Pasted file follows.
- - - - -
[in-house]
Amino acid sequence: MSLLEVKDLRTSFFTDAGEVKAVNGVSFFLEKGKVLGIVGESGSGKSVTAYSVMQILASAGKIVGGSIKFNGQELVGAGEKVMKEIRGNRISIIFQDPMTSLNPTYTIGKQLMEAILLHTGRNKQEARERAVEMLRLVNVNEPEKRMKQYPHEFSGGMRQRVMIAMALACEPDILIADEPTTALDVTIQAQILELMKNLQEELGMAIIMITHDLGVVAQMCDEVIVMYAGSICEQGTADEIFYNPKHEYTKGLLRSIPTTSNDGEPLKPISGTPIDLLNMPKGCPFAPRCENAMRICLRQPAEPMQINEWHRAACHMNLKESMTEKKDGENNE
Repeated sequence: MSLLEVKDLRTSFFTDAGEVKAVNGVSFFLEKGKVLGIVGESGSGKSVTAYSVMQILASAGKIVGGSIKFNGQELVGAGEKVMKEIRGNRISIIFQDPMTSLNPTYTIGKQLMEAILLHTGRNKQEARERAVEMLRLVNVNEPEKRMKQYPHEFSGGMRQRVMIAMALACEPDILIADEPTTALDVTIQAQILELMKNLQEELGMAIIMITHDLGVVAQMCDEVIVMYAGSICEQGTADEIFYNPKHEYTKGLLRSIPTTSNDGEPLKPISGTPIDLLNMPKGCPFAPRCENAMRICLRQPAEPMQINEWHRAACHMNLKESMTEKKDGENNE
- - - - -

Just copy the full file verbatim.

[in-house]
Amino acid sequence: MSLLEVKDLRTSFFTDAGEVKAVNGVSFFLEKGKVLGIVGESGSGKSVTAYSVMQILASAGKIVGGSIKFNGQELVGAGEKVMKEIRGNRISIIFQDPMTSLNPTYTIGKQLMEAILLHTGRNKQEARERAVEMLRLVNVNEPEKRMKQYPHEFSGGMRQRVMIAMALACEPDILIADEPTTALDVTIQAQILELMKNLQEELGMAIIMITHDLGVVAQMCDEVIVMYAGSICEQGTADEIFYNPKHEYTKGLLRSIPTTSNDGEPLKPISGTPIDLLNMPKGCPFAPRCENAMRICLRQPAEPMQINEWHRAACHMNLKESMTEKKDGENNE
Repeated sequence: MSLLEVKDLRTSFFTDAGEVKAVNGVSFFLEKGKVLGIVGESGSGKSVTAYSVMQILASAGKIVGGSIKFNGQELVGAGEKVMKEIRGNRISIIFQDPMTSLNPTYTIGKQLMEAILLHTGRNKQEARERAVEMLRLVNVNEPEKRMKQYPHEFSGGMRQRVMIAMALACEPDILIADEPTTALDVTIQAQILELMKNLQEELGMAIIMITHDLGVVAQMCDEVIVMYAGSICEQGTADEIFYNPKHEYTKGLLRSIPTTSNDGEPLKPISGTPIDLLNMPKGCPFAPRCENAMRICLRQPAEPMQINEWHRAACHMNLKESMTEKKDGENNE